I first met Jeff in 1999 and joined the the gypsies of Beekeepers in 2000; a young 17-year-old escaping the halls of educational facilities after graduating from high school. I joined a small circle of beekeepers in Long Prairie and Eagle Bend, Minnesota, which provided me the opportunity to assert my independence, financially provide my own way, be near my brother, and fall in love.
I probably idealize that time period too much, but it seems like the happiest days of my life were in Minnesota, secretly gardening naked, swimming with beautiful wood and painted turtles in the pond behind the bee shop, or mudding with our three- and four-wheelers at Spider Lake. In early spring every good beekeeper feels the itch to hurry with orange honey production in California and get on the road with the bees, heading northeast toward Minnesota, Land of the 10,000 Lakes, which naturally appeals to my DNA-laden wanderlust blood.
Jeff Anderson is a ruggedly-built stocky Minnesotan with sandy hair who looks like he stepped out of a Western Shootout Saga; and yet his voice is always calm and gentle which meticulously sounds out witty remarks in a very dry sense of humor. My fondest memory of Jeff was from Saturdays, when he would play the piano while I sang and Rachel, his daughter and my soon-to-be sister-in-law, played her flute. Jeff was the type of man every teenager wishes for her father (although I wouldn’t trade my own, but wouldn’t mind having a second one)–willing to get out on his-three wheeler and play in the mud with four young couples.
Jeff used to run a five-thousand-hive bee operation. But since 2000, Jeff’s bees have dropped from five thousand hives to less than two thousand. This spurred a research enterprise to find out why the bees died and charge the culprits to enforce the federal laws. California & Minnesota Honey Farms is a four-generational enterprise, handed down through the family since 1945. The family was featured in a May 1993 National Geographic Article on Beekeepers, and when my oldest brother, Rick, was 13 and saw another 12-year-old female beekeeper, that article inspired him to pester my parents to get him a beehive (which didn’t work). Unbeknownst to all, Rachel’s family seared into his mind and in 1999 they met in college, marrying in 2001.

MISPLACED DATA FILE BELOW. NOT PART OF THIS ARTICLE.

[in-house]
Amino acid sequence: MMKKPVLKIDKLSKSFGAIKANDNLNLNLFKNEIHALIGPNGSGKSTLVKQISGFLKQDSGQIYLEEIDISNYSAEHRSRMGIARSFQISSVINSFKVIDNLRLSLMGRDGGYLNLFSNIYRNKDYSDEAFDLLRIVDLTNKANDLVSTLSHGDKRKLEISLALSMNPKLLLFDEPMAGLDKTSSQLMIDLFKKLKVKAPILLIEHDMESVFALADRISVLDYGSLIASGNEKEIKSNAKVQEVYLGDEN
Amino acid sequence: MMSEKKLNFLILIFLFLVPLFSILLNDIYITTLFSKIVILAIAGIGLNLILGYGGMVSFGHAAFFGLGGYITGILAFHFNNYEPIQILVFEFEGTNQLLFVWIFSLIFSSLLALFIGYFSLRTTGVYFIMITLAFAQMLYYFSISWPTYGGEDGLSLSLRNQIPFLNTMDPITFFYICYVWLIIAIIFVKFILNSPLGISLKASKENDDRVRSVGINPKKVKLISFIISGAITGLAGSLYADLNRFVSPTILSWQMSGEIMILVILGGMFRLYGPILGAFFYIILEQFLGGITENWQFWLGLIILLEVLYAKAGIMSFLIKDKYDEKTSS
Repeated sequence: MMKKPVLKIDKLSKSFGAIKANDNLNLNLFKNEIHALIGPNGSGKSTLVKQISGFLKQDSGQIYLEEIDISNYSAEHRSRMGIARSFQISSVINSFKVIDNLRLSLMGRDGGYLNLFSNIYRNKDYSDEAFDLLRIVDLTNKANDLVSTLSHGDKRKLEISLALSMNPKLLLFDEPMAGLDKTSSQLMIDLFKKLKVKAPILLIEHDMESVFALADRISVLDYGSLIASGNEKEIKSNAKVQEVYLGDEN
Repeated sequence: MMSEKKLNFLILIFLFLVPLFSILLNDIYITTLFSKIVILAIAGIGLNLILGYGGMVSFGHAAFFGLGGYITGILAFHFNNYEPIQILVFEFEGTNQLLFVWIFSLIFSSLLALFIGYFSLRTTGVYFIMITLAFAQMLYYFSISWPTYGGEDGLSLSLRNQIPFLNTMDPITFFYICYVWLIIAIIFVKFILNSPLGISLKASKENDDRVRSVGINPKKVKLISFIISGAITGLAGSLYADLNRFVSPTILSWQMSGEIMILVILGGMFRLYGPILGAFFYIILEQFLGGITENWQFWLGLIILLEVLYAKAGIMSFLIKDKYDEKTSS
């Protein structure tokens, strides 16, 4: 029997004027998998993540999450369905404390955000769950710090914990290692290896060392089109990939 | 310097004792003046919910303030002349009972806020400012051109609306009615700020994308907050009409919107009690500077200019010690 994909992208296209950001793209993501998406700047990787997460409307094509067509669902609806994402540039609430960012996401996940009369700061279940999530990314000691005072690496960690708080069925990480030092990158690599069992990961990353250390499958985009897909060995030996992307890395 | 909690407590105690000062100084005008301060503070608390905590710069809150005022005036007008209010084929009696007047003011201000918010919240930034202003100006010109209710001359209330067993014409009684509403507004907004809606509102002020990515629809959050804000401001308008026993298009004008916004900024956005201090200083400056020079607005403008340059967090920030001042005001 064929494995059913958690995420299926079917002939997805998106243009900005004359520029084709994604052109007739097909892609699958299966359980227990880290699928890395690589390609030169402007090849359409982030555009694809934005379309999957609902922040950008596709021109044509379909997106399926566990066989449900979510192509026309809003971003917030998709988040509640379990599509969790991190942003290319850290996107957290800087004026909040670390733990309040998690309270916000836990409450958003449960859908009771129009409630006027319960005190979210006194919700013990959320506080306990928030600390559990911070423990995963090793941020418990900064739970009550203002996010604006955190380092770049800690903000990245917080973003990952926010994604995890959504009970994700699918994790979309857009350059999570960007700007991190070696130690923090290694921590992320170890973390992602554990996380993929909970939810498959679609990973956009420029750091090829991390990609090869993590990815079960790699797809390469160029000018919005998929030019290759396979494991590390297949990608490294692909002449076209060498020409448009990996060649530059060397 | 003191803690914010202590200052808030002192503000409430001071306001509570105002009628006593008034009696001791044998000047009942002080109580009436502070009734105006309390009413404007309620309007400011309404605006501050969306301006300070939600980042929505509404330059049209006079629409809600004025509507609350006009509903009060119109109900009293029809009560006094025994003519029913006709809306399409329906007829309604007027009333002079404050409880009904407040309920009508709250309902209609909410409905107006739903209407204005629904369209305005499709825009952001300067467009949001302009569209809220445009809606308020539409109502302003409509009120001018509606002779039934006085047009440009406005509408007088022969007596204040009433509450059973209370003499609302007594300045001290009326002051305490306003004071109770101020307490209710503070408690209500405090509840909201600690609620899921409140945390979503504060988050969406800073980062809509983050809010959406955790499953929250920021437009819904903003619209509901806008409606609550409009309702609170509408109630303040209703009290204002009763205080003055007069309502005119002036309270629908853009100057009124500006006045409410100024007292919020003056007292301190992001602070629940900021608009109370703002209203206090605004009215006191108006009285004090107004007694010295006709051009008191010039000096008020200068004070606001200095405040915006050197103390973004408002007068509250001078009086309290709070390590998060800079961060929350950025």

California & Minnesota Honey Farms has been in danger of extermination—not only from the disappearing and dying bees, but also from International Paper company. International Papers is a vile corporation that illegally sprayed chemicals on the bees, which killed off thousands of hives and jeopardized the livelihood of a family whose business spans four generations, thousands of bee stings, and countless lonely nail-biting miles on the road.
Bees are like canaries in a coal mine—their decline and seemingly disappearance signals dangers for the rest of us. The problem is that beekeepers have become marginalized since agricultural areas are turning into developed cookie-cutter homes and industrial complexes, making it hard for beekeepers to be heard… until the Great Disappearing of Bees began sometime in 2005. This made Jeff Anderson, Protector of Bees, famous for his fight against International Papers.